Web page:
Health Matters: Dealing with tuberculosis concernsDr. Joshua Wynne answers questions about tuberculosis.
By: Dr. Joshua Wynne, Grand Forks Herald
Q. I’ve had a cough for a week. Given the tuberculosis outbreak in Grand Forks, should I be concerned that I have TB?
A. In all likelihood, the answer is no. As you mention, there have been 15 reported cases of TB in Grand Forks, with five cases in youngsters and 10 in adults. But to contract TB, one needs close contact with someone who is infected, and you can be sure that the public health officials in Grand Forks have contacted all of the close contacts of the infected patients. So if you haven’t had contact with the patients or heard from the Health Department, your cough is much more likely to be due to a virus.
There have been a rash of such viral infections recently in North Dakota, but viral infections of the upper respiratory tract usually are self-limited and more annoying than serious. Antibiotics don’t help with viral infections, although there are two medicines that can be used in certain situations to treat severe viral infections. But for most of us, the cough usually resolves on its own in a week or two.
You should be concerned and seek medical attention if the cough lasts longer than a week or two; if you cough up green or yellow phlegm; if there is any blood in the phlegm; if you have associated symptoms such as severe fatigue, fever, sweating at night, weight loss, shortness of breath, or wheezing; or if you also have a serious systemic infection like diabetes or cancer that may have compromised your immune system.
In some cases, a persistent hacking cough that isn’t associated with much phlegm production may be caused by a bug that is responsive to antibiotics, so again, you should see your health care provider if your cough doesn’t resolve soon. But I suspect that you’ll be fine within the next few days. If not, see your provider, but in the absence of other symptoms, you almost certainly don’t have tuberculosis. And remember to get your flu shot!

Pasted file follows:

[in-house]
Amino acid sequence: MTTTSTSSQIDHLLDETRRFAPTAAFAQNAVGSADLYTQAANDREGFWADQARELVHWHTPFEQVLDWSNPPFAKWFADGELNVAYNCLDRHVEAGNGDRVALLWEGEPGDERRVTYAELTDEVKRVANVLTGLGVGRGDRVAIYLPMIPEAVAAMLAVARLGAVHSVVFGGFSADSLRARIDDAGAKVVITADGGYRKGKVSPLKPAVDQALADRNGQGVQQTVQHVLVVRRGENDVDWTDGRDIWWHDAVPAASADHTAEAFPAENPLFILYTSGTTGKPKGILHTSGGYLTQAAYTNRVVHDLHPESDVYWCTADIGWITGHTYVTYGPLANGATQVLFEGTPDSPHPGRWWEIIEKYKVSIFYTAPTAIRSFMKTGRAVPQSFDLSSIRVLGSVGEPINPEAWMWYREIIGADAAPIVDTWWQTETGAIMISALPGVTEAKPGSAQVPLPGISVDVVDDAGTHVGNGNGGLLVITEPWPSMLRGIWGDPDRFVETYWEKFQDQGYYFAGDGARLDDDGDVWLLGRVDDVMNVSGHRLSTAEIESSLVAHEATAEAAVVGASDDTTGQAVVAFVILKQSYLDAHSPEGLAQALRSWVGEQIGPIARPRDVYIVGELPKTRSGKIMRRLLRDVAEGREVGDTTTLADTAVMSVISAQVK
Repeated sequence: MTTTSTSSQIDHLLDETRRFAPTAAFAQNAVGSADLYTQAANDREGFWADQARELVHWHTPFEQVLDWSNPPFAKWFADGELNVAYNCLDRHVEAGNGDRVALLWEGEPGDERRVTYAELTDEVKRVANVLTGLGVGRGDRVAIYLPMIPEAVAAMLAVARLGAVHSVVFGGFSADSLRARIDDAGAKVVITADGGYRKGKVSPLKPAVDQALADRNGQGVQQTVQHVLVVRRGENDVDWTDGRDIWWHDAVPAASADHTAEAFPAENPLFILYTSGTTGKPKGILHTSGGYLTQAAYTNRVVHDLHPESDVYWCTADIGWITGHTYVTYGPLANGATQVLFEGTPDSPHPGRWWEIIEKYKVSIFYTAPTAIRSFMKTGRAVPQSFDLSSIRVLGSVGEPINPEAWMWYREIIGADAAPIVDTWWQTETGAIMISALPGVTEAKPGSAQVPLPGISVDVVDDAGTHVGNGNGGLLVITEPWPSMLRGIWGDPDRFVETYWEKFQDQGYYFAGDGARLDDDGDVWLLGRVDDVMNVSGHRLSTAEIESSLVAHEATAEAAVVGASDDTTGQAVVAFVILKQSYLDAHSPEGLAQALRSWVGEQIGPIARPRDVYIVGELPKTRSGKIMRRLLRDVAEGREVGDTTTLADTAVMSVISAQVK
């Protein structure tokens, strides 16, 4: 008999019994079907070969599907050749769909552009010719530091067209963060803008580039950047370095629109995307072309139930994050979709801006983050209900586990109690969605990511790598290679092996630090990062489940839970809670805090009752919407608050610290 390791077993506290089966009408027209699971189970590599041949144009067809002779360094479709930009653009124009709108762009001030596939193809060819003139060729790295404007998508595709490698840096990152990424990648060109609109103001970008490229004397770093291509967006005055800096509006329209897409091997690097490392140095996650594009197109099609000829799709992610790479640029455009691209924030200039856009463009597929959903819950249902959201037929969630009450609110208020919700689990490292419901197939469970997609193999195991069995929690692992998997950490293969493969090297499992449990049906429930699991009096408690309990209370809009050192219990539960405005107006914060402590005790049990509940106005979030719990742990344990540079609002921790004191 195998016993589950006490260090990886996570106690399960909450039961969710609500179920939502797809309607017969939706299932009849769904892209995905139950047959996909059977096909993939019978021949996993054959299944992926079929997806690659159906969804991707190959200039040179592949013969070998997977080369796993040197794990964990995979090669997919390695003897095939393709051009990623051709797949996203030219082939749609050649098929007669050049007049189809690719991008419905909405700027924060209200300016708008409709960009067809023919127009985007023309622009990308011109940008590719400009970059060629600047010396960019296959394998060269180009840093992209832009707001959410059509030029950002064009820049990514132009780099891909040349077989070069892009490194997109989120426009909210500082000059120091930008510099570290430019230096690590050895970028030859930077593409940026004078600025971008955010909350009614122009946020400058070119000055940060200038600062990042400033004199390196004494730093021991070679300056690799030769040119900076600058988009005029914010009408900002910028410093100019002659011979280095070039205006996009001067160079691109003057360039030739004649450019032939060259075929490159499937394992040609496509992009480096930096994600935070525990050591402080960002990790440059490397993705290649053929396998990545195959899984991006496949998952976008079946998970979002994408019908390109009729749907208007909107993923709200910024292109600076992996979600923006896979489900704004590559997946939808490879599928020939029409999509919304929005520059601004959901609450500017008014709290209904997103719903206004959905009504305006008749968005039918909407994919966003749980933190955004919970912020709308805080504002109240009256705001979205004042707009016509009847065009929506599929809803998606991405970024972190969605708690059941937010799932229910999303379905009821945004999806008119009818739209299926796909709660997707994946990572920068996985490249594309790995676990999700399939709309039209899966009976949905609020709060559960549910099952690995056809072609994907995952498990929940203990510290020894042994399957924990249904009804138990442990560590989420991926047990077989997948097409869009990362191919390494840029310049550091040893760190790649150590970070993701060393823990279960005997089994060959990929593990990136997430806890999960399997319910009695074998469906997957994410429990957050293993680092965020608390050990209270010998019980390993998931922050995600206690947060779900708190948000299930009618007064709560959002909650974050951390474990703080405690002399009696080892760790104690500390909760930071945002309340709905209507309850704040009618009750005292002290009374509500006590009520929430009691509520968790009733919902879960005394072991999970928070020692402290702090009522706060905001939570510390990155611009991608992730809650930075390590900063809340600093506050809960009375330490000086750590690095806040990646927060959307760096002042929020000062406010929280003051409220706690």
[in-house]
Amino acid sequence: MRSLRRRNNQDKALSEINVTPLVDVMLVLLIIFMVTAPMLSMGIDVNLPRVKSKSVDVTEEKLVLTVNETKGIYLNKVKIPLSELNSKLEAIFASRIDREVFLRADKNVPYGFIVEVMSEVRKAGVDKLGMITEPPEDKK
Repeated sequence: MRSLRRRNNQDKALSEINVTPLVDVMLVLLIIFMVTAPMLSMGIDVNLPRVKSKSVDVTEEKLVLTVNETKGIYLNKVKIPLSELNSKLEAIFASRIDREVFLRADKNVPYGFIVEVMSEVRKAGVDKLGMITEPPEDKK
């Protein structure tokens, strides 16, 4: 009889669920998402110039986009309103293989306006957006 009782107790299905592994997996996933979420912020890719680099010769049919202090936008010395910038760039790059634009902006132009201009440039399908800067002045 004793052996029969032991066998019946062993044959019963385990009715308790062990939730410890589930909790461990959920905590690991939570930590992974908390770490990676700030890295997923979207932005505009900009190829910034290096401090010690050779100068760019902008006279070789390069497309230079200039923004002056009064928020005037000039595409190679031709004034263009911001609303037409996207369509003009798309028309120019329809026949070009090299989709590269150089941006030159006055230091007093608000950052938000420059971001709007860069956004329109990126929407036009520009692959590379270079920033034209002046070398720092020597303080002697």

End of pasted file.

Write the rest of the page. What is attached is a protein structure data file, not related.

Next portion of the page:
Q. I have a desk job that entails a lot of computer keyboard work. My right hand has developed pain, tingling, and numbness, and I’ve been diagnosed with carpal tunnel syndrome. What is it?
A. Carpal tunnel syndrome occurs when there is pressure on the nerve that goes to the thumb side of the hand, typically caused by a buildup of scar tissue. A variety of diseases can lead to carpal tunnel syndrome, but many people like you seem to develop it with repetitive wrist motion; however, it remains controversial as to the exact relationship between work-related repetitive motion and the condition.
Symptoms like yours are common and occur in the distribution of the median nerve, which includes two-thirds of the thumb side of the hand; typically, the thumb, index, middle and half of the ring finger are involved. Treatment includes the use of a wrist splint and injection of anti-inflammatory medicines (corticosteroids). In some cases surgery is necessary, but the results of surgery usually are good.
Wynne is vice president for health affairs at UND, dean of the School of Medicine and Health Sciences, and a professor of medicine. He is a cardiologist by training.
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